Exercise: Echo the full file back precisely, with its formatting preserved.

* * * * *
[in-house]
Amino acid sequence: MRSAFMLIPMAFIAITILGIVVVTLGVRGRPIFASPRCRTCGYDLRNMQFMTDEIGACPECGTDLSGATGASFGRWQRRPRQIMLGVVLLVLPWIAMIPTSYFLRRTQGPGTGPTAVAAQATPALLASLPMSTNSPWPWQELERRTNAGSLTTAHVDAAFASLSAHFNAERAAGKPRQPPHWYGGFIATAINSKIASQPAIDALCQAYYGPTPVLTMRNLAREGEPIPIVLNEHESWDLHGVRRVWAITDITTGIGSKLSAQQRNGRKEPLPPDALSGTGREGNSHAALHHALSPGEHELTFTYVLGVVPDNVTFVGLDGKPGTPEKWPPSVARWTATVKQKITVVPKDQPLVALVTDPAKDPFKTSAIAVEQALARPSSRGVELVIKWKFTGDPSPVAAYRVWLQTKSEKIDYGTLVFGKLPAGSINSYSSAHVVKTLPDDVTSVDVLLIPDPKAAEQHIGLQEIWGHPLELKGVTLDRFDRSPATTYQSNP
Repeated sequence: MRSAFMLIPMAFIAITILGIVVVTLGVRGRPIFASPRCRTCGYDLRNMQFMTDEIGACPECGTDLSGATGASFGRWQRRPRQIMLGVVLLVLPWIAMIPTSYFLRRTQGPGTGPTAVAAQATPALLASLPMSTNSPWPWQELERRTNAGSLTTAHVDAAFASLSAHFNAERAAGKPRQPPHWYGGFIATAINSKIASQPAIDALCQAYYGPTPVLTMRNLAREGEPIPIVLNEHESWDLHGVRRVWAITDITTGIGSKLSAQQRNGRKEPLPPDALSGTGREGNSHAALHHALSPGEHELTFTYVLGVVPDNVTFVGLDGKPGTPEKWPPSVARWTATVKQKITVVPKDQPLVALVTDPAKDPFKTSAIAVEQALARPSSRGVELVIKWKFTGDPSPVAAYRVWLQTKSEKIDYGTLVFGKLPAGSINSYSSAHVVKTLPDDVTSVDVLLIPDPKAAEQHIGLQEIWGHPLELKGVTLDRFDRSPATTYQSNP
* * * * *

[in-house]
Amino acid sequence: MRSAFMLIPMAFIAITILGIVVVTLGVRGRPIFASPRCRTCGYDLRNMQFMTDEIGACPECGTDLSGATGASFGRWQRRPRQIMLGVVLLVLPWIAMIPTSYFLRRTQGPGTGPTAVAAQATPALLASLPMSTNSPWPWQELERRTNAGSLTTAHVDAAFASLSAHFNAERAAGKPRQPPHWYGGFIATAINSKIASQPAIDALCQAYYGPTPVLTMRNLAREGEPIPIVLNEHESWDLHGVRRVWAITDITTGIGSKLSAQQRNGRKEPLPPDALSGTGREGNSHAALHHALSPGEHELTFTYVLGVVPDNVTFVGLDGKPGTPEKWPPSVARWTATVKQKITVVPKDQPLVALVTDPAKDPFKTSAIAVEQALARPSSRGVELVIKWKFTGDPSPVAAYRVWLQTKSEKIDYGTLVFGKLPAGSINSYSSAHVVKTLPDDVTSVDVLLIPDPKAAEQHIGLQEIWGHPLELKGVTLDRFDRSPATTYQSNP
Repeated sequence: MRSAFMLIPMAFIAITILGIVVVTLGVRGRPIFASPRCRTCGYDLRNMQFMTDEIGACPECGTDLSGATGASFGRWQRRPRQIMLGVVLLVLPWIAMIPTSYFLRRTQGPGTGPTAVAAQATPALLASLPMSTNSPWPWQELERRTNAGSLTTAHVDAAFASLSAHFNAERAAGKPRQPPHWYGGFIATAINSKIASQPAIDALCQAYYGPTPVLTMRNLAREGEPIPIVLNEHESWDLHGVRRVWAITDITTGIGSKLSAQQRNGRKEPLPPDALSGTGREGNSHAALHHALSPGEHELTFTYVLGVVPDNVTFVGLDGKPGTPEKWPPSVARWTATVKQKITVVPKDQPLVALVTDPAKDPFKTSAIAVEQALARPSSRGVELVIKWKFTGDPSPVAAYRVWLQTKSEKIDYGTLVFGKLPAGSINSYSSAHVVKTLPDDVTSVDVLLIPDPKAAEQHIGLQEIWGHPLELKGVTLDRFDRSPATTYQSNP